October 10, 2008

Milk Dreams – Melamine Nightmare

Until now I've haven't posted on the melamine scandal, simply because there are already so many others giving good coverage. Now that China International Business has published my corporate profile of Mengniu, entitled Milk Dreams, it's time to weigh in. I started writing the piece before the melamine scandal broke (see my post on the Mengniu tour), and was nearly finished before the scandal spread beyond Sanlu to encompass China's entire dairy industry. Luckily, there was enough time to update the piece to take into account recent developments.

The piece gives mostly praise for Mengniu and its leadership. It's hard to find fault with a company that has had average revenue growth of 46% for the past 4.5 years. Of course, findings by AQSIQ that implicate Mengniu in the melamine mess show that it needs to get better control of its raw milk supply. This clearly, in my opinion, goes beyond just a long-term business decision to a moral obligation. The company's stock has taken a pounding since the crisis broke, but only 8% of Mengniu's revenues came from milk powder in 2007 (and was even then a loss-making segment). Therefore, it may be a feat as difficult as milking a mouse, but if Mengniu can survive the PR crisis and continue to focus on innovative products and processes then it should be able to rebound eventually.

It's disheartening to speak of opportunities when infants have lost their lives through sheer greed and incompetence, but it's possible that the big players like Mengniu and Yili will be able to take further market share from smaller dairies since they're the only ones with the organizational capabilities, and deep enough pockets, to implement the standards, processes, and PR and marketing campaigns that will help restore public trust. Keep in mind, it's not just melamine the dairies have to worry about. Now that they've already been exposed to one crisis they have to be lilly white in all aspects of production, HR, marketing, and other parts of their business.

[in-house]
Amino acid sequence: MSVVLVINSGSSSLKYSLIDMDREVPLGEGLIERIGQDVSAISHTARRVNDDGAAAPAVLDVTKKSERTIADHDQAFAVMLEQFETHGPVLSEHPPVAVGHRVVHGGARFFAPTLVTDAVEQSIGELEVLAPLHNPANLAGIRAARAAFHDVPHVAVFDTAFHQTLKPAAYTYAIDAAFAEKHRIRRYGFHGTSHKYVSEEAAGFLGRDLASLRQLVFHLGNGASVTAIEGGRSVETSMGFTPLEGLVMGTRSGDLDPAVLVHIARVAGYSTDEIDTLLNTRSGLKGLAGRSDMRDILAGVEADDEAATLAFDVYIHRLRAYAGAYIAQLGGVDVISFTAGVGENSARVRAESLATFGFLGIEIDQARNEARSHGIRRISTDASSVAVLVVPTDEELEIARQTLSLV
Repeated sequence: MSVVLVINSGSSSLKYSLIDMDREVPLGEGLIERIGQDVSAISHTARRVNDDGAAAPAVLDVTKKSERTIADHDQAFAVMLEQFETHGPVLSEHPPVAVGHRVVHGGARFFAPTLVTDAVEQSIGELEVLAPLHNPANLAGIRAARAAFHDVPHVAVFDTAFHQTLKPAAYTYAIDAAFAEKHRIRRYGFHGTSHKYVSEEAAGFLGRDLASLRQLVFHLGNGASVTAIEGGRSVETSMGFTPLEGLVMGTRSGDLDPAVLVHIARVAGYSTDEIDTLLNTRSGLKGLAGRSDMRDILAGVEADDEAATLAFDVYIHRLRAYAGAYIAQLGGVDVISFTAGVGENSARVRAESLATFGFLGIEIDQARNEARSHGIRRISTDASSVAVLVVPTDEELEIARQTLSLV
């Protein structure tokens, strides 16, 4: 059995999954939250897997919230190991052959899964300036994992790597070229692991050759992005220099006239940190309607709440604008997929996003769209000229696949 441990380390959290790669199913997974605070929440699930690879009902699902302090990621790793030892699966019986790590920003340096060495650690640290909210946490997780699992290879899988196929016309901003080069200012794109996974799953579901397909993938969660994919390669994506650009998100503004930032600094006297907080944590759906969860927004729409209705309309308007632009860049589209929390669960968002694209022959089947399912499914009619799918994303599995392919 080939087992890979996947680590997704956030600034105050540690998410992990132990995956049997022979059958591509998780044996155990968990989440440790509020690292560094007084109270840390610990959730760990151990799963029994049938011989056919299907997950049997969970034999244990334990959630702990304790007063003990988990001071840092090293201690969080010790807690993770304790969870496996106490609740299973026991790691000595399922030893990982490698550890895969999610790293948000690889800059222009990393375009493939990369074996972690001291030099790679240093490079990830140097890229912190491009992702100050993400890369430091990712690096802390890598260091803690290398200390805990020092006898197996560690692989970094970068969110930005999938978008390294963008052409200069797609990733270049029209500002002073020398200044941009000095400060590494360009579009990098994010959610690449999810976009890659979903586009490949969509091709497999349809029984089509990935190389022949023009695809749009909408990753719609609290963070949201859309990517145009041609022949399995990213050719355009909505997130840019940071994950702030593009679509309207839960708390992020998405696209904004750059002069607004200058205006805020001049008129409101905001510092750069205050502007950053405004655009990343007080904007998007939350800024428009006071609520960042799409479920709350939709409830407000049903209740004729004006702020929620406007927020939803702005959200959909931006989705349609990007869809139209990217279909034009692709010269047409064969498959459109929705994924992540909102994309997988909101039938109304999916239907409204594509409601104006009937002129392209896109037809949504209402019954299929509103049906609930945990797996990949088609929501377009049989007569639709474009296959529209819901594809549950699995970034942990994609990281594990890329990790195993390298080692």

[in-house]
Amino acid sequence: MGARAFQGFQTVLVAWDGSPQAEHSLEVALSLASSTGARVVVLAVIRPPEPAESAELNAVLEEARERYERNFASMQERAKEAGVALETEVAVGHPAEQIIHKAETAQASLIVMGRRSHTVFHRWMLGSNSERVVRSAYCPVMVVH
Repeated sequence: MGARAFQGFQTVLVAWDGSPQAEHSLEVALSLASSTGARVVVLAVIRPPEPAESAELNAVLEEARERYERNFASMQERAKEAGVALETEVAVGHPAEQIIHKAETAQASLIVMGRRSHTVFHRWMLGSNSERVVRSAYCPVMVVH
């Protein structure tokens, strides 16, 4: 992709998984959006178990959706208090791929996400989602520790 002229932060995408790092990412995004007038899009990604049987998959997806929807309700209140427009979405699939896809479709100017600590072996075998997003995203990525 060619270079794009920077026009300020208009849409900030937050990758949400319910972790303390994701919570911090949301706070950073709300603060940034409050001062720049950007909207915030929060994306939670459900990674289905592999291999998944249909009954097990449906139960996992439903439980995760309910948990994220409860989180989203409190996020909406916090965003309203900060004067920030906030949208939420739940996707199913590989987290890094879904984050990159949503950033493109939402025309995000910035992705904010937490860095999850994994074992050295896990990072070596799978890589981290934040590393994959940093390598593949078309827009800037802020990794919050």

By the way, if you don't don't already read China International Business then I recommend checking them out. Look out for free copies in hotels, cafes and restaurants distributed throughout China. This month's issue also has a piece giving an overview of the challenges and opportunities for foreign firm's in China's dairy sector: The White Stuff.

For those of you who aren't already sick of the melamine coverage, the following is a roundup of the crisis and some background to Mengniu, Yili and the Chinese dairy sector.

As an aside, it's interesting how much the English media was able to squeeze out of what, particularly in the early stages, was mostly a Chinese-language event, i.e. press releases, press conferences, government reports, etc. How much of this is a credit to the unsung heroes who assist foreign journalists in Chinese-English translation? The melamine scandal seems an example of "the English-language media" (I realize this is a fairly ambiguous moniker) in general giving good coverage of a China issue, which isn't always the case. Still, as someone whose Chinese isn't good enough to read Chinese-language coverage, I wonder what the English-language media is missing out on... Luckily, we have blogs like Danwei and Sun Bin which can act as a bilingual bridge.

Melamine Mess

WSJ: China Adopts New Melamine Standards

WSJ: More Help for Struggling Dairy Farmers

TIME: Tainted-Baby-Milk Scandal in China

WSJ: Milk Powder Scare: Not Just for Infants and Children

Sun Bin: And the Gold Medal goes to......score 2563mg!

China Daily: Most companies' baby milk powder safe - State Council

Imagetheif: Sanlu melamine milk powder crisis becomes a national issue

Danwei: Provincial government admits wrongdoing in milk scandal

Danwei: Abreast of the melamine milk scandal

BBC: Hong Kong recalls dairy products